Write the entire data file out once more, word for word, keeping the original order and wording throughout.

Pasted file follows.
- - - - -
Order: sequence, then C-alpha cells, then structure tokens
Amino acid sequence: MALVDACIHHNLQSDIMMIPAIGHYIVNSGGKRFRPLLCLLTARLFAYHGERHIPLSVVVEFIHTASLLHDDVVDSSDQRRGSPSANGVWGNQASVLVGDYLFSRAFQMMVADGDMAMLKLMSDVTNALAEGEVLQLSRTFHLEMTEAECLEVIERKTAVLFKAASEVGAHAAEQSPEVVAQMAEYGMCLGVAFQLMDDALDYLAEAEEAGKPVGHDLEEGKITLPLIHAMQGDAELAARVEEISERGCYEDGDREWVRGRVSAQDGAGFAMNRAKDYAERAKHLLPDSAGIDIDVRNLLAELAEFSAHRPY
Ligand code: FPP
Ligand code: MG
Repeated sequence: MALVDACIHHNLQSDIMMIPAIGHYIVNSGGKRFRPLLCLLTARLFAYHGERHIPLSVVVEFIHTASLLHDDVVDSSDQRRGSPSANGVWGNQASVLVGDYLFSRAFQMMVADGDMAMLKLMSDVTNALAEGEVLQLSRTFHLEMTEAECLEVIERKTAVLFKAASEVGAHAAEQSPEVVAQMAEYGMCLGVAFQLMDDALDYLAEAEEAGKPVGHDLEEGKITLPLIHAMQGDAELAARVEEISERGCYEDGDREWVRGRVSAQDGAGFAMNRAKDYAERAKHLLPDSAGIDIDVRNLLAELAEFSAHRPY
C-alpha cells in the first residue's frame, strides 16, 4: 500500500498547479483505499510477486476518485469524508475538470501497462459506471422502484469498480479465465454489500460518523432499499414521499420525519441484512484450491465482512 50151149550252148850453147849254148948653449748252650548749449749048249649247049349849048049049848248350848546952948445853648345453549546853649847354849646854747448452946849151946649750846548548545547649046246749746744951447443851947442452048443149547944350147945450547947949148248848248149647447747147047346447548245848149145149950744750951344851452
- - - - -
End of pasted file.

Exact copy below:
Order: sequence, then C-alpha cells, then structure tokens
Amino acid sequence: MALVDACIHHNLQSDIMMIPAIGHYIVNSGGKRFRPLLCLLTARLFAYHGERHIPLSVVVEFIHTASLLHDDVVDSSDQRRGSPSANGVWGNQASVLVGDYLFSRAFQMMVADGDMAMLKLMSDVTNALAEGEVLQLSRTFHLEMTEAECLEVIERKTAVLFKAASEVGAHAAEQSPEVVAQMAEYGMCLGVAFQLMDDALDYLAEAEEAGKPVGHDLEEGKITLPLIHAMQGDAELAARVEEISERGCYEDGDREWVRGRVSAQDGAGFAMNRAKDYAERAKHLLPDSAGIDIDVRNLLAELAEFSAHRPY
Ligand code: FPP
Ligand code: MG
Repeated sequence: MALVDACIHHNLQSDIMMIPAIGHYIVNSGGKRFRPLLCLLTARLFAYHGERHIPLSVVVEFIHTASLLHDDVVDSSDQRRGSPSANGVWGNQASVLVGDYLFSRAFQMMVADGDMAMLKLMSDVTNALAEGEVLQLSRTFHLEMTEAECLEVIERKTAVLFKAASEVGAHAAEQSPEVVAQMAEYGMCLGVAFQLMDDALDYLAEAEEAGKPVGHDLEEGKITLPLIHAMQGDAELAARVEEISERGCYEDGDREWVRGRVSAQDGAGFAMNRAKDYAERAKHLLPDSAGIDIDVRNLLAELAEFSAHRPY
C-alpha cells in the first residue's frame, strides 16, 4: 500500500498547479483505499510477486476518485469524508475538470501497462459506471422502484469498480479465465454489500460518523432499499414521499420525519441484512484450491465482512 50151149550252148850453147849254148948653449748252650548749449749048249649247049349849048049049848248350848546952948445853648345453549546853649847354849646854747448452946849151946649750846548548545547649046246749746744951447443851947442452048443149547944350147945450547947949148248848248149647447747147047346447548245848149145149950744750951344851452